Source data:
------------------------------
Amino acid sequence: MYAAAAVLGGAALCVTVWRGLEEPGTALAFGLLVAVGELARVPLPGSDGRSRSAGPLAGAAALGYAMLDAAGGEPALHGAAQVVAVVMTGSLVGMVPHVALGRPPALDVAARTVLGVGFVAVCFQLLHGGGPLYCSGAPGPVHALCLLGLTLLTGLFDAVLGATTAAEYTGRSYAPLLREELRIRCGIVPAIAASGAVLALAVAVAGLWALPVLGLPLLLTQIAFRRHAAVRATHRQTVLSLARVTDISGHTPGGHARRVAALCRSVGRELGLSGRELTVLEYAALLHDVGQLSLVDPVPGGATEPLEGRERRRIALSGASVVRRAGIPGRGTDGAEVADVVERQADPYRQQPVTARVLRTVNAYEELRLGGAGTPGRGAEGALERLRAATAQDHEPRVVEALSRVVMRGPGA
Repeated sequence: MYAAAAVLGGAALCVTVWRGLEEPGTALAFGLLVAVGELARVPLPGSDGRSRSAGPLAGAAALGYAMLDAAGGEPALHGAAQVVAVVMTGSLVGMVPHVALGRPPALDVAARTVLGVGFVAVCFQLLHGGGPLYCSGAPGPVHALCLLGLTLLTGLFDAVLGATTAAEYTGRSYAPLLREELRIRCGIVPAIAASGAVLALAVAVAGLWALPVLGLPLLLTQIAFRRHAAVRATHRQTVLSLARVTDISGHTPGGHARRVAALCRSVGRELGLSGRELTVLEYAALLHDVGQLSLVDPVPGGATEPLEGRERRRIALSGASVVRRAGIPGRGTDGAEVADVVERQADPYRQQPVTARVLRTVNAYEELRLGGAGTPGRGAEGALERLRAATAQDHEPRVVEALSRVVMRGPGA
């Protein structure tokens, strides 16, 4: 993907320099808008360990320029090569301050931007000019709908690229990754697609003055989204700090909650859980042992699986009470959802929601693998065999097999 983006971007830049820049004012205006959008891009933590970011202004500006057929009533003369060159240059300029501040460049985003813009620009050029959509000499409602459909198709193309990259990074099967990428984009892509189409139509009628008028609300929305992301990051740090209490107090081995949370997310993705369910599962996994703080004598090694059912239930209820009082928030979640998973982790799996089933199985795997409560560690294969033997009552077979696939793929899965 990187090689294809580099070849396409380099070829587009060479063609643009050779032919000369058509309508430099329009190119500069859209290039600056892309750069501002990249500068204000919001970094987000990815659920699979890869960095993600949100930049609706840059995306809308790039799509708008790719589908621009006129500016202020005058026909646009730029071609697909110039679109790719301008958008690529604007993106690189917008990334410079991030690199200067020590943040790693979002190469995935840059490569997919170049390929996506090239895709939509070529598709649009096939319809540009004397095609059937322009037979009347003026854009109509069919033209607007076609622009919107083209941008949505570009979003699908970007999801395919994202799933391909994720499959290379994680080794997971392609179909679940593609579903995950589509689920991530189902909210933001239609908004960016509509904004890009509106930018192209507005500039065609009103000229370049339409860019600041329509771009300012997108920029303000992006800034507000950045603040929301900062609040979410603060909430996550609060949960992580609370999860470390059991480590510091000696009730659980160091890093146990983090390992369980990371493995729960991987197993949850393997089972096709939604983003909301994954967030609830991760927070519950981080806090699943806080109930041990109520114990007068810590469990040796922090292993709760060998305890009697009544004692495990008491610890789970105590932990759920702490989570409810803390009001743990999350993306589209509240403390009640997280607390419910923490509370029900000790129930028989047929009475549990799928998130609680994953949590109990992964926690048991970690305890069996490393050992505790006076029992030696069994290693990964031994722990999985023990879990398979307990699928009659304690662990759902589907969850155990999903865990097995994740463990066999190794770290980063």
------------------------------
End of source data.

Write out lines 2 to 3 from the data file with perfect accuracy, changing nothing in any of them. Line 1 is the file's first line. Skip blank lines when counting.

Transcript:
Repeated sequence: MYAAAAVLGGAALCVTVWRGLEEPGTALAFGLLVAVGELARVPLPGSDGRSRSAGPLAGAAALGYAMLDAAGGEPALHGAAQVVAVVMTGSLVGMVPHVALGRPPALDVAARTVLGVGFVAVCFQLLHGGGPLYCSGAPGPVHALCLLGLTLLTGLFDAVLGATTAAEYTGRSYAPLLREELRIRCGIVPAIAASGAVLALAVAVAGLWALPVLGLPLLLTQIAFRRHAAVRATHRQTVLSLARVTDISGHTPGGHARRVAALCRSVGRELGLSGRELTVLEYAALLHDVGQLSLVDPVPGGATEPLEGRERRRIALSGASVVRRAGIPGRGTDGAEVADVVERQADPYRQQPVTARVLRTVNAYEELRLGGAGTPGRGAEGALERLRAATAQDHEPRVVEALSRVVMRGPGA
């Protein structure tokens, strides 16, 4: 993907320099808008360990320029090569301050931007000019709908690229990754697609003055989204700090909650859980042992699986009470959802929601693998065999097999 983006971007830049820049004012205006959008891009933590970011202004500006057929009533003369060159240059300029501040460049985003813009620009050029959509000499409602459909198709193309990259990074099967990428984009892509189409139509009628008028609300929305992301990051740090209490107090081995949370997310993705369910599962996994703080004598090694059912239930209820009082928030979640998973982790799996089933199985795997409560560690294969033997009552077979696939793929899965 990187090689294809580099070849396409380099070829587009060479063609643009050779032919000369058509309508430099329009190119500069859209290039600056892309750069501002990249500068204000919001970094987000990815659920699979890869960095993600949100930049609706840059995306809308790039799509708008790719589908621009006129500016202020005058026909646009730029071609697909110039679109790719301008958008690529604007993106690189917008990334410079991030690199200067020590943040790693979002190469995935840059490569997919170049390929996506090239895709939509070529598709649009096939319809540009004397095609059937322009037979009347003026854009109509069919033209607007076609622009919107083209941008949505570009979003699908970007999801395919994202799933391909994720499959290379994680080794997971392609179909679940593609579903995950589509689920991530189902909210933001239609908004960016509509904004890009509106930018192209507005500039065609009103000229370049339409860019600041329509771009300012997108920029303000992006800034507000950045603040929301900062609040979410603060909430996550609060949960992580609370999860470390059991480590510091000696009730659980160091890093146990983090390992369980990371493995729960991987197993949850393997089972096709939604983003909301994954967030609830991760927070519950981080806090699943806080109930041990109520114990007068810590469990040796922090292993709760060998305890009697009544004692495990008491610890789970105590932990759920702490989570409810803390009001743990999350993306589209509240403390009640997280607390419910923490509370029900000790129930028989047929009475549990799928998130609680994953949590109990992964926690048991970690305890069996490393050992505790006076029992030696069994290693990964031994722990999985023990879990398979307990699928009659304690662990759902589907969850155990999903865990097995994740463990066999190794770290980063």